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2 minutes to read Posted on Thursday January 7, 2016

Choosing a country's artworks for Europeana 280: Denmark

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Ministries of culture together with museums and galleries all over Europe have been busy selecting their top artworks for the Europeana 280 collection. Over the next weeks we'll be discovering a little bit more about how and why particular images were selected and the stories behind some of the choices.

Here, Europeana 280's Exhibition Coordinator Ann Maher chats to Denmark, one of the first countries to finalise their nominations for the campaign. We’ll start sharing the nominated works from each country soon - so stay tuned!

The National Gallery of Denmark (SMK – Statens Museum for Kunst) is a passionate advocate of open access art. The obvious choice, therefore, when it came to coordinating the Danish selection for Europeana 280. How did they approach the task, and in terms of licensing, encourage other Danish collections to be as enlightened?

The Danish Ministry of Culture initially contacted the National Gallery to co-ordinate the Danish selection process. Merete Sanderhoff, curator of digital museum practice at SMK, is someone who is particularly well qualified for that role: “I know Europeana from the inside [she is a member of the Europeana Members Council and Management Board], I was very happy to do it!” Her work at SMK, enabling digitised art collections to become more relevant – and more fun - in new ways, is closely aligned to Europeana’s vision of transforming our lives through culture.

Making a choice: the Danish brief

“We spent some time thinking about the best approach to choosing a selection,” explains Merete. “This took place with museums and collections all over Denmark. There are unmissable artists but we also saw this as a huge chance for smaller collections to highlight their work and a wonderful opportunity to open up licenses with the benefits of exposure through the Europeana 280 campaign and visibility on the Europeana platform. That was a real incentive”. Were her colleagues in the Danish museum world as enthusiastic as she is about these opportunities? “Absolutely!”

The brief for the Danish institutions was that an artwork should be in permanent ownership of a Danish museum, but it didn’t necessarily have to be created by a Danish born and bred artist. “In our selection, we wanted to challenge the traditional idea of a ‘Danish’ artistic heritage. So while we included a range of obvious highlights from Danish art history, we also agreed to emphasize diversity and give more focus to art and artists that are less exposed or tend to get swallowed up in big collections. Moreover, we made an effort to include works by female artists who are often overlooked when the canonical story of art is told. Finally, we decided that no more than one picture from an individual artist could be selected, to ensure a broad selection.”

The proposals cover many periods of Danish art history from artists travelling far and wide from the 16th century onwards. Examples of Danish Golden Age art were selected alongside examples of social realism and impressionism with etchings, portraits and landscapes from different periods.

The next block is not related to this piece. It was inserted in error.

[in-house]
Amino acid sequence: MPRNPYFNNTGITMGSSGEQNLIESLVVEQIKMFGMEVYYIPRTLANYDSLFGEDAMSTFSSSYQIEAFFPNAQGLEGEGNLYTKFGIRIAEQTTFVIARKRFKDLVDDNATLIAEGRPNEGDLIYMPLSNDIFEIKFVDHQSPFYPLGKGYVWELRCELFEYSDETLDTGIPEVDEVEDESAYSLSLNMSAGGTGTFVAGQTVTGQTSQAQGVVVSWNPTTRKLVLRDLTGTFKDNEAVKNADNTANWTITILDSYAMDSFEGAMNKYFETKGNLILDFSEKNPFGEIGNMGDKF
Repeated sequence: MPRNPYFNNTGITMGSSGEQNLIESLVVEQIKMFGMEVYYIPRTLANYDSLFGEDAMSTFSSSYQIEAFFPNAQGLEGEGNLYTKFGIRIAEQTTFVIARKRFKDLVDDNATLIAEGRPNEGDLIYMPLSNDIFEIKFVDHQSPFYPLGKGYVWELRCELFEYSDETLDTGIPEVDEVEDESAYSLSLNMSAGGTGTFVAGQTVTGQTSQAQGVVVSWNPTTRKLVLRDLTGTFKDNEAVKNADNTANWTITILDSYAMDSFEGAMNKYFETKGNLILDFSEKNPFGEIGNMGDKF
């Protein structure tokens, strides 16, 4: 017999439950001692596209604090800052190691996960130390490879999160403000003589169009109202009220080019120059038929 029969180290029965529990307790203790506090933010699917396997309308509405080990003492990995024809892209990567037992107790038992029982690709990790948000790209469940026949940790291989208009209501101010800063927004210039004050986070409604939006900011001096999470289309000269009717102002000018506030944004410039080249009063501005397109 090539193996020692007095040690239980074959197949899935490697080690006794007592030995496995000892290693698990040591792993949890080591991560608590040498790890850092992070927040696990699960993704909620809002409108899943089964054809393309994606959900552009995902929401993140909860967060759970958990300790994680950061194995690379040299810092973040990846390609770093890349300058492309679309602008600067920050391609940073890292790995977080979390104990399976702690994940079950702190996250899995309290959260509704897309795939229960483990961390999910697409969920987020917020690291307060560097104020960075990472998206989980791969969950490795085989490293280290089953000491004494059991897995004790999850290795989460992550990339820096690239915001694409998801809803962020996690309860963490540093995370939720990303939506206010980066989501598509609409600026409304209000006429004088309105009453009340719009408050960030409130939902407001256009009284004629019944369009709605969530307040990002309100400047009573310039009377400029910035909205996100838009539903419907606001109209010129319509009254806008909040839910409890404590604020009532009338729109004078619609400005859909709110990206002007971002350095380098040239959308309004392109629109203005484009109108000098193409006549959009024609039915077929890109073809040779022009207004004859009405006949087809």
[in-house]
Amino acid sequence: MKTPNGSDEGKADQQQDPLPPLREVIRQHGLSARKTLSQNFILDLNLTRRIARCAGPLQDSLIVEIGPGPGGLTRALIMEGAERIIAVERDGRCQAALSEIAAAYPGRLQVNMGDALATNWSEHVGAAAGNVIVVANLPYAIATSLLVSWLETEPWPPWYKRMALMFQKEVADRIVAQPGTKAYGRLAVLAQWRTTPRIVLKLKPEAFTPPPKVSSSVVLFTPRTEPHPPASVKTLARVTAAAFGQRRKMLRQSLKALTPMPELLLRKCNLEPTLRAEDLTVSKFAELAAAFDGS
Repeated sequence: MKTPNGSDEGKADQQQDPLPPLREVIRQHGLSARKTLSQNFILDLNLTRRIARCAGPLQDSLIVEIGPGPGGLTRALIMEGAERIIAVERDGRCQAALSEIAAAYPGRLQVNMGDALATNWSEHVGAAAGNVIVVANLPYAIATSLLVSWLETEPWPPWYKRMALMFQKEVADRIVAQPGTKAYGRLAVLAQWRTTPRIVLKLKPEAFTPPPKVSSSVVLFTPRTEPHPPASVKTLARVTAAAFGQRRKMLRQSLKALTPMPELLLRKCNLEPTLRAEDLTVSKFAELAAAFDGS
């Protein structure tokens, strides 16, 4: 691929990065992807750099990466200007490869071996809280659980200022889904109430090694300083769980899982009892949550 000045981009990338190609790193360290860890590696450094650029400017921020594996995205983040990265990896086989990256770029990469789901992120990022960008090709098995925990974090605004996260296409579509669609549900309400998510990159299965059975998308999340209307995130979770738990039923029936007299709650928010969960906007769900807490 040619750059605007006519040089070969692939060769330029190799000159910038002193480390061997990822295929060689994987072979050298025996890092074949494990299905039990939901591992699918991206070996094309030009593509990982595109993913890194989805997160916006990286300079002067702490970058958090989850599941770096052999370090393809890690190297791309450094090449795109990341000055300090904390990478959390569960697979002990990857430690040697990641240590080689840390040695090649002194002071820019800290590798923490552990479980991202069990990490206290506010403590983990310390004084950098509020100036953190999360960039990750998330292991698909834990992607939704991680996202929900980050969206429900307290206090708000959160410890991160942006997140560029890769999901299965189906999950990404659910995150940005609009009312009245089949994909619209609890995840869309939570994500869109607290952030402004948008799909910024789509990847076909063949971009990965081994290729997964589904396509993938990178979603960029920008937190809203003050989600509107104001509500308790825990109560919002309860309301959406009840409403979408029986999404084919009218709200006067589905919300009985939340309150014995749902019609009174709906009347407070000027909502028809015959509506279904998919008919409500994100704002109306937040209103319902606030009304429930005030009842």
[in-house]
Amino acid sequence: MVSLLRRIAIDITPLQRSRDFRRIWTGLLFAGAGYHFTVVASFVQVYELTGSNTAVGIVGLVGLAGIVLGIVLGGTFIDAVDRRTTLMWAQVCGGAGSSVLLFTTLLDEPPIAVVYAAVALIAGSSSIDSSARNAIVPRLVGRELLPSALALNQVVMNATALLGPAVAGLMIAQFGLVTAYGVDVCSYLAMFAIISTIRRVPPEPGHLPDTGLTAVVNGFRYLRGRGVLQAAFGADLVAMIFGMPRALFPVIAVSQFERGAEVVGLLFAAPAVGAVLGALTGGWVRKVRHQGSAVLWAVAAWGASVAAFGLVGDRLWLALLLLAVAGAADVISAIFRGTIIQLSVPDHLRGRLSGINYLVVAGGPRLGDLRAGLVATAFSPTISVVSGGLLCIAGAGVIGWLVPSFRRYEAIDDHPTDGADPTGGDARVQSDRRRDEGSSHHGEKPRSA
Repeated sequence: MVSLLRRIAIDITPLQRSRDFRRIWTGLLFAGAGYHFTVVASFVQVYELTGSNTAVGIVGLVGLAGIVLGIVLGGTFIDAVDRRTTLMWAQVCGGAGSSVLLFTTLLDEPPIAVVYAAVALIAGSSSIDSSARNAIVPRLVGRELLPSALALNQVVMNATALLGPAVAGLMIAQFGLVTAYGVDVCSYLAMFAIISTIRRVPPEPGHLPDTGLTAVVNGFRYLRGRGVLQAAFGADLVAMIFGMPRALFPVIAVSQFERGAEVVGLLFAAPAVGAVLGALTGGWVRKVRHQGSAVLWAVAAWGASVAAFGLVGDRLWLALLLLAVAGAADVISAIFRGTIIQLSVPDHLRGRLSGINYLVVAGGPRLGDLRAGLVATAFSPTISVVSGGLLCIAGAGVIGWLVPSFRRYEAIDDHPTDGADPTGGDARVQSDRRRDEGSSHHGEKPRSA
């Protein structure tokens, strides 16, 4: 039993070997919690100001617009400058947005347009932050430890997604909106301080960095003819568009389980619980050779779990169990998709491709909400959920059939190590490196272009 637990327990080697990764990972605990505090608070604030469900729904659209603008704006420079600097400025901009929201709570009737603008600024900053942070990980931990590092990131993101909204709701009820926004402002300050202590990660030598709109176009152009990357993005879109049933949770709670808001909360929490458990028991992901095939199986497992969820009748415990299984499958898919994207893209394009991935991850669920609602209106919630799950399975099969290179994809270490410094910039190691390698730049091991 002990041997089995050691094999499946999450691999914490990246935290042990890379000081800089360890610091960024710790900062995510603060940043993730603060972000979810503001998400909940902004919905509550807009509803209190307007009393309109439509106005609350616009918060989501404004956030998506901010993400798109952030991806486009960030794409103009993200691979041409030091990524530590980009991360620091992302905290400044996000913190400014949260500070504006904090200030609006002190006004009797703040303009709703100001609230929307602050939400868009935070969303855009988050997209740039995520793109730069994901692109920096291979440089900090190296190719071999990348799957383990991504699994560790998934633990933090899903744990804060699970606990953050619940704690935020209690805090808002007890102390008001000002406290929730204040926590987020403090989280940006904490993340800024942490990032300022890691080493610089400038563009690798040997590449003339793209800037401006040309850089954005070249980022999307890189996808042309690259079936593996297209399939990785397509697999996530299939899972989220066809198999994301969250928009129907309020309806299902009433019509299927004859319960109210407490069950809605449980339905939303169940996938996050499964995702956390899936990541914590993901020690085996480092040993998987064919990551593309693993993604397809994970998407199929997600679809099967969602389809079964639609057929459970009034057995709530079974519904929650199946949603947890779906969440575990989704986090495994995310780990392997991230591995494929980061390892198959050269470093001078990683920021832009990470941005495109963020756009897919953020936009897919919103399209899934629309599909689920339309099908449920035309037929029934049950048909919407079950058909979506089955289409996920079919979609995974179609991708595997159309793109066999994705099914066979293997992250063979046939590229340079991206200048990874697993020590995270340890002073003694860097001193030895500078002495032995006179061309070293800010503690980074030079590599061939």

Artist Elisabeth Jerichau-Baumann (1819-1881) was a painter married to the sculptor Jens Baumann Adolf Jerichau. A tender portrait of her husband is included in the Danish selection, but her other subjects (and her taste for the exotic - she travelled widely in the Orient), were unusual for Danish painters of the times.​ Image: An Egyptian Fellah Woman with her Baby (1872), Elisabeth Jerichau-Baumann, SMK, CC0.

Painterly partnerships

There are also some intriguing examples of painterly partnerships. At the Skagen colony in Jutland, the artists Anna and Michael Ancher and Marie and P. S. Krøyer were among those who worked there from the 1870s onwards, inspired by naturalism and plein-air painting.

As well as painting fishermen and scenes of working life, they painted insightful portraits of each other. The Skagen Kunstmuseer selected a painting by Krøyer for the Europeana 280 collection. “There are a lot of stories behind the painting and how it wound up here in Skagen, so it made most sense to us,” explains the museum’s communications officer, Jakob Stig Nielsen. “Krøyer was a true European in a lot of respects, and spent a lot of time not only traveling around the Continent, learning his trade in Copenhagen and Paris, painting people and sights in places like France, Spain and Italy, but also visiting museums and collection in the major European cities to copy the works of Dutch or Spanish masters. He was very influenced by the contemporary tendencies in European art and in particular the French plein-air movement”.

Exploring that sense of European connectedness is one of the most rewarding prospects of the Europeana 280 campaign. But what are our colleagues at the Danish institutions looking forward to?

For Jakob Stig Nielsen, it’s the scope of the campaign: “Ten carefully selected works from each of the different European countries is bound to result in something exciting and spectacular.” And Merete? “What I love about the campaign and what I’m looking forward to in the collection is the opportunity to see a broader diversity and see the connections between European artists and movements. I really hope to be surprised in by new artists and art I didn’t know about.”

If you have any questions about the Europeana 280 campaign, please don't hesitate to get in touch with us at